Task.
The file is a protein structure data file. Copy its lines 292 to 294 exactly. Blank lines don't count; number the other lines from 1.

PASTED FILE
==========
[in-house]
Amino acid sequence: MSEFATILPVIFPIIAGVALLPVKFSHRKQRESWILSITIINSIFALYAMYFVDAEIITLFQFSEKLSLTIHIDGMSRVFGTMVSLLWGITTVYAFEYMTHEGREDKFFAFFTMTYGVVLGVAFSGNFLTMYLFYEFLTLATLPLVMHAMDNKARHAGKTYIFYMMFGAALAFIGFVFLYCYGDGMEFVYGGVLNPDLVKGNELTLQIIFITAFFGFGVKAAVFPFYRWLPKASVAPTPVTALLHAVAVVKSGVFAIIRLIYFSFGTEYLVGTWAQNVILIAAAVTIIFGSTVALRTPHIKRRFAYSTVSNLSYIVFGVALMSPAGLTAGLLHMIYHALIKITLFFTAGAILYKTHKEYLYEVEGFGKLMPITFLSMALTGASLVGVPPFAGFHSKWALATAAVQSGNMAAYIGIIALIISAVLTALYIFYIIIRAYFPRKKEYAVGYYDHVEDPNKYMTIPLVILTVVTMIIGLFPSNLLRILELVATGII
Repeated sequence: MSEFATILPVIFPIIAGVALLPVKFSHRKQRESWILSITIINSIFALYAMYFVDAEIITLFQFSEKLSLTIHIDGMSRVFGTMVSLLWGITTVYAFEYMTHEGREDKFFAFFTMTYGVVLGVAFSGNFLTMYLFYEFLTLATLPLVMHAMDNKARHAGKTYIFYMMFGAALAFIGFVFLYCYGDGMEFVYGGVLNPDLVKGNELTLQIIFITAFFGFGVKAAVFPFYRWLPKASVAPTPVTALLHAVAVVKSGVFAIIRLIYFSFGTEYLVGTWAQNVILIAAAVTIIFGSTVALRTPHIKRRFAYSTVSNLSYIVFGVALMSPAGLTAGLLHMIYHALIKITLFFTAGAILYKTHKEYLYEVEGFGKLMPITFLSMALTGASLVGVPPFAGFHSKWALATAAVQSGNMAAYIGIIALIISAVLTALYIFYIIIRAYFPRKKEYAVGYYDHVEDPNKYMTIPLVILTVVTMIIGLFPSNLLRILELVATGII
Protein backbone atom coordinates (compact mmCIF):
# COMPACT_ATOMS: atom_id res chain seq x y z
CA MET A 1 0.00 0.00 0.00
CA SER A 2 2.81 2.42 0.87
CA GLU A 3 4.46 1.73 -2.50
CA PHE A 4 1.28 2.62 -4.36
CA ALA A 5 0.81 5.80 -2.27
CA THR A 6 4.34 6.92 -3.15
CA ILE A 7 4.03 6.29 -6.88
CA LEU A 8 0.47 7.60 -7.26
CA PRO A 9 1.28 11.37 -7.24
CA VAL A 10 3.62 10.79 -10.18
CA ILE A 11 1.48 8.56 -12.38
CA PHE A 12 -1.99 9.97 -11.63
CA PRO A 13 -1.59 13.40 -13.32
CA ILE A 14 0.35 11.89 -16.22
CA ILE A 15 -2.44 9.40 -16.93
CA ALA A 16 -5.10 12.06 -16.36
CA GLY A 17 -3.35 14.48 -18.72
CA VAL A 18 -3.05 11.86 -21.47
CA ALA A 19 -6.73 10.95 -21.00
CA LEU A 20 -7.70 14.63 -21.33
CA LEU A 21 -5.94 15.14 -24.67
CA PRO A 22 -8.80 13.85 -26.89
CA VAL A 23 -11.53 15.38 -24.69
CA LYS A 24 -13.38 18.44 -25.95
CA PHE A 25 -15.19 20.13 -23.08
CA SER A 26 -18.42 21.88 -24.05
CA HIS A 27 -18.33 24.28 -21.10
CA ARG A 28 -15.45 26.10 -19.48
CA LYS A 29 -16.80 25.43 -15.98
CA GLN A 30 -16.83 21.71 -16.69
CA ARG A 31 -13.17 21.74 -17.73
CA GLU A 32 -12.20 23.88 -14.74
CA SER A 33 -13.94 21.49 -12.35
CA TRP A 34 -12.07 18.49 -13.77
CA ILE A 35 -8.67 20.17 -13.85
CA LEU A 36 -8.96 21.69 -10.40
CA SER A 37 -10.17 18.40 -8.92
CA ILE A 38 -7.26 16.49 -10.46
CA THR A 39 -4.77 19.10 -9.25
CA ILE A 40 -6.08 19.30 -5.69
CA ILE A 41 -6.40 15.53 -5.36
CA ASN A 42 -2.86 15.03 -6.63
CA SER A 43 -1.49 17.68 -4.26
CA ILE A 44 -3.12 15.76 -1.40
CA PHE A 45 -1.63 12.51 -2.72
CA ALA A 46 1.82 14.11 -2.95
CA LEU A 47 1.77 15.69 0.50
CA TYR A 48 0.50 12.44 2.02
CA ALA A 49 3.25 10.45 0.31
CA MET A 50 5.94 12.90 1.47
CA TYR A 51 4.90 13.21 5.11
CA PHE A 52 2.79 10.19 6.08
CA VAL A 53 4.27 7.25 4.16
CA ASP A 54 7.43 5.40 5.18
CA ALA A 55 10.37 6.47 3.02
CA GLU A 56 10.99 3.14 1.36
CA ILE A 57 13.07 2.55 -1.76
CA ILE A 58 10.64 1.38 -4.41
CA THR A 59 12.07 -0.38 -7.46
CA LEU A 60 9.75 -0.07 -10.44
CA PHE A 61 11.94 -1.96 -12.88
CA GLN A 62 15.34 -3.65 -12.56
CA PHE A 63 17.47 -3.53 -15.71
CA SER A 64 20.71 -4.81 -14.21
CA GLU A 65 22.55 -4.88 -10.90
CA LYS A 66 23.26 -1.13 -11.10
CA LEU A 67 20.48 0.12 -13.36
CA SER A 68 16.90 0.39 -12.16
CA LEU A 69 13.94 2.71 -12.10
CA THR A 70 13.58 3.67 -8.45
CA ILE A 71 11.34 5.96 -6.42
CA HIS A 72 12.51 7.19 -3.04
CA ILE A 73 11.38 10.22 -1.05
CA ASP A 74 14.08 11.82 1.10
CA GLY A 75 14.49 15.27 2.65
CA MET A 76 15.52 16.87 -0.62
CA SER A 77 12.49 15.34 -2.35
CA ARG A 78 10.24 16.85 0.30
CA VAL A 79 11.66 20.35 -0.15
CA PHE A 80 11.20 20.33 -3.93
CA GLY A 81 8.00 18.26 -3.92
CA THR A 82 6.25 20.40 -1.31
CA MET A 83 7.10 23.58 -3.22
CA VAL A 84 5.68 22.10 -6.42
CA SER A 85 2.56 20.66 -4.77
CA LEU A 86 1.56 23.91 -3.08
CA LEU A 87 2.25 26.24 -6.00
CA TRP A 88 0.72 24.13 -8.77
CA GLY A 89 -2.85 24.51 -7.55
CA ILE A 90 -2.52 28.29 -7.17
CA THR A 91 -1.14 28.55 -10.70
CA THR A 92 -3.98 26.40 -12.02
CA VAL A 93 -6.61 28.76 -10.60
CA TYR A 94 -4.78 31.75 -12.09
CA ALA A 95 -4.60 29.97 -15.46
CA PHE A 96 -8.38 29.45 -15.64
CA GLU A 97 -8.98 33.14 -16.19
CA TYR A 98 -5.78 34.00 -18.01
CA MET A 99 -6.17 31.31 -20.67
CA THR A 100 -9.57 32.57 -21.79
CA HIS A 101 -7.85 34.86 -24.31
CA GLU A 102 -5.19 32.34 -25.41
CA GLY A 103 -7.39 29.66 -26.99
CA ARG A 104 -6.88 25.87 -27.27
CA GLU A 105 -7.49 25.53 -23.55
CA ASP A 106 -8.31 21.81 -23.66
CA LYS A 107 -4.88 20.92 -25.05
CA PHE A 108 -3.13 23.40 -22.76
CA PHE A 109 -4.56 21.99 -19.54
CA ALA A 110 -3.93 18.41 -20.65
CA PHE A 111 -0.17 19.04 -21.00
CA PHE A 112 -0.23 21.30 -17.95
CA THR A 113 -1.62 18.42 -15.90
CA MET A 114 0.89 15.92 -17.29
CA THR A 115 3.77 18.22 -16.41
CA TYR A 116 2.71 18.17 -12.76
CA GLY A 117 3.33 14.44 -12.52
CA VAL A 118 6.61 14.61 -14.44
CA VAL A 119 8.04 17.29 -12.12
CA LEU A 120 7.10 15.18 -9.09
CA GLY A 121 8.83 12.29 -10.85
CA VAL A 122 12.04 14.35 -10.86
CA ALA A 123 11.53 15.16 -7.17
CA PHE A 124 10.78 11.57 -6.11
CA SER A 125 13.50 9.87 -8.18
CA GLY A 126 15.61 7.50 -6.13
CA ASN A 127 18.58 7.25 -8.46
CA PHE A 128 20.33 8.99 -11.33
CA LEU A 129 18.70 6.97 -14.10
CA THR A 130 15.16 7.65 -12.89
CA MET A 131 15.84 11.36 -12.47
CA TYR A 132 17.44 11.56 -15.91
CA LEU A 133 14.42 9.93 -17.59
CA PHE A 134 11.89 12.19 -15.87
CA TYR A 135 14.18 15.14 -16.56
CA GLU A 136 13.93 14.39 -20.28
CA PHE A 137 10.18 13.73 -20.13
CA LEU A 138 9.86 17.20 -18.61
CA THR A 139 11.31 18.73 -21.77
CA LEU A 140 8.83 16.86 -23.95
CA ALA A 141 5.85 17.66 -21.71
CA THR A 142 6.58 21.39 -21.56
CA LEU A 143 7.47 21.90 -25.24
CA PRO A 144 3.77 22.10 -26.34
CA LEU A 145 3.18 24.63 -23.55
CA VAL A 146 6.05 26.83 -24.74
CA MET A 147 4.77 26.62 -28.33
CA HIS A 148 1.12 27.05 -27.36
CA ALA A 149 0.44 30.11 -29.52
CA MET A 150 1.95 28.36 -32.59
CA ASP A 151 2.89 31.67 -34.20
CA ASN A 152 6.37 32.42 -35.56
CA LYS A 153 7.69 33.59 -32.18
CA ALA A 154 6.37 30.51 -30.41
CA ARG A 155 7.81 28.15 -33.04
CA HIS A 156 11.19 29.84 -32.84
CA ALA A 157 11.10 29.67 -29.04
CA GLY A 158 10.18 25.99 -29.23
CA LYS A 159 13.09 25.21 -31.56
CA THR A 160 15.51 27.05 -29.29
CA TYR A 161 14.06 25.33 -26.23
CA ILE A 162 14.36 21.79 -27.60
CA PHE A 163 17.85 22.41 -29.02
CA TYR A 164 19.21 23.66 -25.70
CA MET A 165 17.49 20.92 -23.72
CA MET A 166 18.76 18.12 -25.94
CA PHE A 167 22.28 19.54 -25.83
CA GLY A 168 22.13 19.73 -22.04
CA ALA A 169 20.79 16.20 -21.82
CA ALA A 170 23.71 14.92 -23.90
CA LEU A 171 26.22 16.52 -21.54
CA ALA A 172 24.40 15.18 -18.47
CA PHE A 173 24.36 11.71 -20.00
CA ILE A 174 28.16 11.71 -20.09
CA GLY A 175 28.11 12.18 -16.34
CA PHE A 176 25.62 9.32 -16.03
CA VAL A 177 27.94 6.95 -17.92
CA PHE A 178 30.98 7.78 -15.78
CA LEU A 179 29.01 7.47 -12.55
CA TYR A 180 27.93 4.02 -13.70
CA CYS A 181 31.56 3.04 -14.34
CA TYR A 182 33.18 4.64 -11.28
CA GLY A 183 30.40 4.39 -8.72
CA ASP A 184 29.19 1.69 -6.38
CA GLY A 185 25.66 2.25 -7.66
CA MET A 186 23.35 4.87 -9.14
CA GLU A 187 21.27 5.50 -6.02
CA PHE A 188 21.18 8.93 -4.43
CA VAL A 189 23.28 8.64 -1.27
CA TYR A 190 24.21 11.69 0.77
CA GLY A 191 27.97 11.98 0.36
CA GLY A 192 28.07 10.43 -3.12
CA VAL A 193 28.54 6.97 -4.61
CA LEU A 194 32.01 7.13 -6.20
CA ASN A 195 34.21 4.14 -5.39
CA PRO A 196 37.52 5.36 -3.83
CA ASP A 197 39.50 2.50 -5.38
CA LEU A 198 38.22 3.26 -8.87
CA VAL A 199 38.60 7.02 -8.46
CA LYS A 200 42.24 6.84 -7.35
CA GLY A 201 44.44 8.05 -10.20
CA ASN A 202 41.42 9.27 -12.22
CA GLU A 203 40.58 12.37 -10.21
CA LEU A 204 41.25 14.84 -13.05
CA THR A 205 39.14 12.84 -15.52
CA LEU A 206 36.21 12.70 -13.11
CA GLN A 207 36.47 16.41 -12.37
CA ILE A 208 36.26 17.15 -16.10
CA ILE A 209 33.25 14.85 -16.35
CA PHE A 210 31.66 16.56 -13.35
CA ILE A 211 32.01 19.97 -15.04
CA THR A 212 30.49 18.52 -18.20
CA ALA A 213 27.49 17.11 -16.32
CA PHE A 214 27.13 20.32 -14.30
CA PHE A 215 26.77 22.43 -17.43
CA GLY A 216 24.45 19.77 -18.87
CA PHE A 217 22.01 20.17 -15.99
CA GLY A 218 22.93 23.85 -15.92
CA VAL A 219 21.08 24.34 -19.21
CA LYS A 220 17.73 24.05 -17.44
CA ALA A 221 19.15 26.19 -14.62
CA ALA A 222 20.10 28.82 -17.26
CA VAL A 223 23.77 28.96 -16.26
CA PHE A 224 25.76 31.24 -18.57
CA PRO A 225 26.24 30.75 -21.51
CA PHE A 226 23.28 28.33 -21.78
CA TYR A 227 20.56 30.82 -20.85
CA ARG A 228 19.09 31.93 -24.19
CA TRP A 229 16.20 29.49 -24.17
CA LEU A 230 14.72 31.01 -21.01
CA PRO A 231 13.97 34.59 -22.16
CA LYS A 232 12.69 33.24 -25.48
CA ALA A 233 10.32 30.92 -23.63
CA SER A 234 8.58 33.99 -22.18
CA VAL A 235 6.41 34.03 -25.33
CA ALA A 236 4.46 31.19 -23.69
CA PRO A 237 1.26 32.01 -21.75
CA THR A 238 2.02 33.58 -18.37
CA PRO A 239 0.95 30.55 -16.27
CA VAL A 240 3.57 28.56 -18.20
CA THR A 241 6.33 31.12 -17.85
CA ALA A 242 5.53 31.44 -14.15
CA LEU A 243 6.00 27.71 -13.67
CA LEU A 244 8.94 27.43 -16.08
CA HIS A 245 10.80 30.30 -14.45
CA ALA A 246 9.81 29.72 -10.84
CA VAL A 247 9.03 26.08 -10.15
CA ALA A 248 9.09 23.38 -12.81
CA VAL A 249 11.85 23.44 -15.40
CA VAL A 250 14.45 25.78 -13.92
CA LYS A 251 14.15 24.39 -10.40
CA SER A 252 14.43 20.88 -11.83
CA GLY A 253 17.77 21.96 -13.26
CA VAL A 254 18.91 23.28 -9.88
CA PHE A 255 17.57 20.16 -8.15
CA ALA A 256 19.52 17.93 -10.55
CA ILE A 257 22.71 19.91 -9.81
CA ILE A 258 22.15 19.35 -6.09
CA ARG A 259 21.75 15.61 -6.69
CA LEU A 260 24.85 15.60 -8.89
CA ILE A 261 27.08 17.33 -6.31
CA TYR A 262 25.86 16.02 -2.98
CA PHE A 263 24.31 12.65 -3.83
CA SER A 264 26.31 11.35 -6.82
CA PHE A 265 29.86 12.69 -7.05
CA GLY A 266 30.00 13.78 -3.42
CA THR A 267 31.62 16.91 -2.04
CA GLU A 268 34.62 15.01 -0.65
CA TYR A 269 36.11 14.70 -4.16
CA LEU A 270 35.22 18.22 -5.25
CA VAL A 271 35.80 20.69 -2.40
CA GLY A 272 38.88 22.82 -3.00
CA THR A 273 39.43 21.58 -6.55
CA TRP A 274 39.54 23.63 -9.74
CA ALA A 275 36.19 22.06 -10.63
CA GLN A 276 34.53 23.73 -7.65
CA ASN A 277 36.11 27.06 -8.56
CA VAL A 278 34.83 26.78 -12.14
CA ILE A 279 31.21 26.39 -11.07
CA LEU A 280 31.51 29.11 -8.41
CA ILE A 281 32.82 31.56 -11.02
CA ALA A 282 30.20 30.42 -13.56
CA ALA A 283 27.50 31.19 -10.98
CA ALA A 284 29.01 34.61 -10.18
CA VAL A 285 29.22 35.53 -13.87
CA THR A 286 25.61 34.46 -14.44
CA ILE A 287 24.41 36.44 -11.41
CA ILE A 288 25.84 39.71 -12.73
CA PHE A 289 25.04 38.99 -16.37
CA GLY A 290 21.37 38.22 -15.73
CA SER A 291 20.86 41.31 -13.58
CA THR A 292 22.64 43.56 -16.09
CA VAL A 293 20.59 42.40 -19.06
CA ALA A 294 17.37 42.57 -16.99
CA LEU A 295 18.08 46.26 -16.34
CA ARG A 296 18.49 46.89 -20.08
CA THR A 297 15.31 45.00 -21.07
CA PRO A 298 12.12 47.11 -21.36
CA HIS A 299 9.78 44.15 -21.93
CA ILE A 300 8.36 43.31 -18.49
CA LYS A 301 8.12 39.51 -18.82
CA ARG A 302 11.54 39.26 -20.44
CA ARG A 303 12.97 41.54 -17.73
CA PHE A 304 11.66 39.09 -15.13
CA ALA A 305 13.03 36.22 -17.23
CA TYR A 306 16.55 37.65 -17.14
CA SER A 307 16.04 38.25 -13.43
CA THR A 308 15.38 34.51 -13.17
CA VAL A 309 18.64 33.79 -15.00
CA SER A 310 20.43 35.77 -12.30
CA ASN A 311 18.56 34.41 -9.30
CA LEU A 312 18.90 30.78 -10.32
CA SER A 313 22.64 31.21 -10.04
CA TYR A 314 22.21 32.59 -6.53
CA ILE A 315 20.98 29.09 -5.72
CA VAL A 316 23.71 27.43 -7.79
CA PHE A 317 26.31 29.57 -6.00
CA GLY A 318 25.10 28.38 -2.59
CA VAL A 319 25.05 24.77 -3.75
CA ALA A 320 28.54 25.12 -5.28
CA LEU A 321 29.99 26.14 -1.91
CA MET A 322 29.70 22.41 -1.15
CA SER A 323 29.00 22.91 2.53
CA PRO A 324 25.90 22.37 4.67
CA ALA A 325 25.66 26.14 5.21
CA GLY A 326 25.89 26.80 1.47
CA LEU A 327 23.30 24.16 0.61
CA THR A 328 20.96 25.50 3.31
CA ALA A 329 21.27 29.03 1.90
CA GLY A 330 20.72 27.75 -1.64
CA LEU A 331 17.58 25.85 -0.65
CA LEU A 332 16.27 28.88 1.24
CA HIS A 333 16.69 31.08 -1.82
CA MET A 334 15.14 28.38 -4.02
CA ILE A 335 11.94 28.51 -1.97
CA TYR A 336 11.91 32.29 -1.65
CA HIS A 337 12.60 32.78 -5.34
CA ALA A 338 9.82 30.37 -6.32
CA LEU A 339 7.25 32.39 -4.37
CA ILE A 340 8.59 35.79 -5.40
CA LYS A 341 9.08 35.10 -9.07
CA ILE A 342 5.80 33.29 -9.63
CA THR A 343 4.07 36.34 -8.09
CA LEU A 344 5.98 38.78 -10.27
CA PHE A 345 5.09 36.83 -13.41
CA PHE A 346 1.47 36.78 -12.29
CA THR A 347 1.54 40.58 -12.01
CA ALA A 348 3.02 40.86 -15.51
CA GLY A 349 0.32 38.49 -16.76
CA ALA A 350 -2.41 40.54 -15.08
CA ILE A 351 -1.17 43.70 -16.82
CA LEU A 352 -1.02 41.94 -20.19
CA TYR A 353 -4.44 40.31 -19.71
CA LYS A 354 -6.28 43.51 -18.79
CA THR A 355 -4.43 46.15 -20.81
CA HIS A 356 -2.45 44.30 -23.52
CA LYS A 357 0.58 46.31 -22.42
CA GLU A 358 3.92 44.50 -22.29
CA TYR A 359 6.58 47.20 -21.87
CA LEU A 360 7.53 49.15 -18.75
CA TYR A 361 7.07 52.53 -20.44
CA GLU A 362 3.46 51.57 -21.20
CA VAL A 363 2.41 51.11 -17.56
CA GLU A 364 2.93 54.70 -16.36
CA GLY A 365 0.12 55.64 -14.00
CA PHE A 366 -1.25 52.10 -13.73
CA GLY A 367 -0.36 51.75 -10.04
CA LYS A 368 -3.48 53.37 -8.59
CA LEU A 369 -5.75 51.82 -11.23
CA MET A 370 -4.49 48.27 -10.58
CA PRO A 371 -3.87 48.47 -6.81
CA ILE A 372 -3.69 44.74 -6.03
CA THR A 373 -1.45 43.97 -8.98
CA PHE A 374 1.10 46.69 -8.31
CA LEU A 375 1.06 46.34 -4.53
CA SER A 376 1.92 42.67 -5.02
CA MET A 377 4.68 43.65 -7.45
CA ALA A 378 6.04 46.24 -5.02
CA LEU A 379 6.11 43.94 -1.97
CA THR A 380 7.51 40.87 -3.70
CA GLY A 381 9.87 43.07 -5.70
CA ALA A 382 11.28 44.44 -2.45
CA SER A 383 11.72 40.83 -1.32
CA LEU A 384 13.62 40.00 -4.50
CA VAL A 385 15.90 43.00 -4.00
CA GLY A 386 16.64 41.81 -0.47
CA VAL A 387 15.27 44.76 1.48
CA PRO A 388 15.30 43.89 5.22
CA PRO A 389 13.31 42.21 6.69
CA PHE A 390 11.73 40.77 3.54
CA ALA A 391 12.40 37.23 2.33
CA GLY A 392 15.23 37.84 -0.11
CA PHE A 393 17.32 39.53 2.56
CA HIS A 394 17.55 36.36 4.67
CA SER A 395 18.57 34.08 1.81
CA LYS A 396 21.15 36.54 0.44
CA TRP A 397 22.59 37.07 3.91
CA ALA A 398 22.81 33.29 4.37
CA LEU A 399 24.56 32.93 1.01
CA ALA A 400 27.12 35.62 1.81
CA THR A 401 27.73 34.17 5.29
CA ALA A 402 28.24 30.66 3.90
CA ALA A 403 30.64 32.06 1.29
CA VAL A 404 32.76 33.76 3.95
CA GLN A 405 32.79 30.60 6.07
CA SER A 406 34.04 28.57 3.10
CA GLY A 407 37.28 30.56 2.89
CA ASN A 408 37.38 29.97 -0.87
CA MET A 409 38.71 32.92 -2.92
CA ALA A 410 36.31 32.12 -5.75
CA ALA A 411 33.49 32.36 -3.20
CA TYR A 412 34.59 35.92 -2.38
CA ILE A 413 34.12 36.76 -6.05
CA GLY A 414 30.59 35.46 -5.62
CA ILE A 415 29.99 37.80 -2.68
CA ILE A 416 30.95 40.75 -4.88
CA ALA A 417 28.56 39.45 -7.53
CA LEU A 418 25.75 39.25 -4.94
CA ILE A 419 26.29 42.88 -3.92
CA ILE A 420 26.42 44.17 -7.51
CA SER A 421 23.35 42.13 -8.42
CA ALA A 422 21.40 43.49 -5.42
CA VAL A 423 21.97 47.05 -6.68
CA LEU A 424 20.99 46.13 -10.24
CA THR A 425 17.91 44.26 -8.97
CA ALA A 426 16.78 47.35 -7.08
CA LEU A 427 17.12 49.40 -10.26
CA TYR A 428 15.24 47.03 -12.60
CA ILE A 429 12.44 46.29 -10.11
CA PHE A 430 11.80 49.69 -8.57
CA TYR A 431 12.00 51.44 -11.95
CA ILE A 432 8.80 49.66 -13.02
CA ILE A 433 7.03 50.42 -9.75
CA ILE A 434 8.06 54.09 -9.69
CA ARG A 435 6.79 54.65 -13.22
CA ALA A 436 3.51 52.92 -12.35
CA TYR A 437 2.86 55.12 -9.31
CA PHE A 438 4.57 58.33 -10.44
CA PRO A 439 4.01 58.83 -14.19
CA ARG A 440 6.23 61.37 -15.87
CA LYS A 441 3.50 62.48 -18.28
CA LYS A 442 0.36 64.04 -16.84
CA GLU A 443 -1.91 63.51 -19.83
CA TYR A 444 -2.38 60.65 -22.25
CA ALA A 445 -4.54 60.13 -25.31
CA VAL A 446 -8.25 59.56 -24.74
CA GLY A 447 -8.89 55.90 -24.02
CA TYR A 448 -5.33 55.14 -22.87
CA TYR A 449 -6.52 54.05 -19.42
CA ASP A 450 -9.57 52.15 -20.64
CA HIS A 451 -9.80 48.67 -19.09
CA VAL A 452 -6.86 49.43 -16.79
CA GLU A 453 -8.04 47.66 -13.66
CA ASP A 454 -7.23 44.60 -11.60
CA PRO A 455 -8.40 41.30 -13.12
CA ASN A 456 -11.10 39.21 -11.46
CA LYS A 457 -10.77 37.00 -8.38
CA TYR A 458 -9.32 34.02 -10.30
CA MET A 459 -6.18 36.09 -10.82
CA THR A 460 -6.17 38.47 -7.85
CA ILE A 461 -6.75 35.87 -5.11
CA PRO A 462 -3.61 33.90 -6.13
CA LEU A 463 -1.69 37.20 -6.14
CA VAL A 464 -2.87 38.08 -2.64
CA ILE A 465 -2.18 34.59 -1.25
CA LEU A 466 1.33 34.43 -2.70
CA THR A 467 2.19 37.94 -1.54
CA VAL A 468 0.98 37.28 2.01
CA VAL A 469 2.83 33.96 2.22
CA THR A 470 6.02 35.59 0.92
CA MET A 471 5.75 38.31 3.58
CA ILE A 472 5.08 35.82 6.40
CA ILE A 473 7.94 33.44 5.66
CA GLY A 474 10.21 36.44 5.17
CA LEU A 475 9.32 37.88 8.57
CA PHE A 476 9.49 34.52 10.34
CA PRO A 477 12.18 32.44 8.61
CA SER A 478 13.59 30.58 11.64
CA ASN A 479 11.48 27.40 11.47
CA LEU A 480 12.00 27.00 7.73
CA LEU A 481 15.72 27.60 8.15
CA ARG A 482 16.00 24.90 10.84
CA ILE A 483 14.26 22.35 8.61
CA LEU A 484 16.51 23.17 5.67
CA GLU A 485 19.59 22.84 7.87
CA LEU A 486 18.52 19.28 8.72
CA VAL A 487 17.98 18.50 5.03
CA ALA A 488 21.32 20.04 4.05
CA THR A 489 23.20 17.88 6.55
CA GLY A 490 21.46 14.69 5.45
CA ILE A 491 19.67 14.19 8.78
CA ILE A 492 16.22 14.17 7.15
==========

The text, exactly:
CA ILE A 287 24.41 36.44 -11.41
CA ILE A 288 25.84 39.71 -12.73
CA PHE A 289 25.04 38.99 -16.37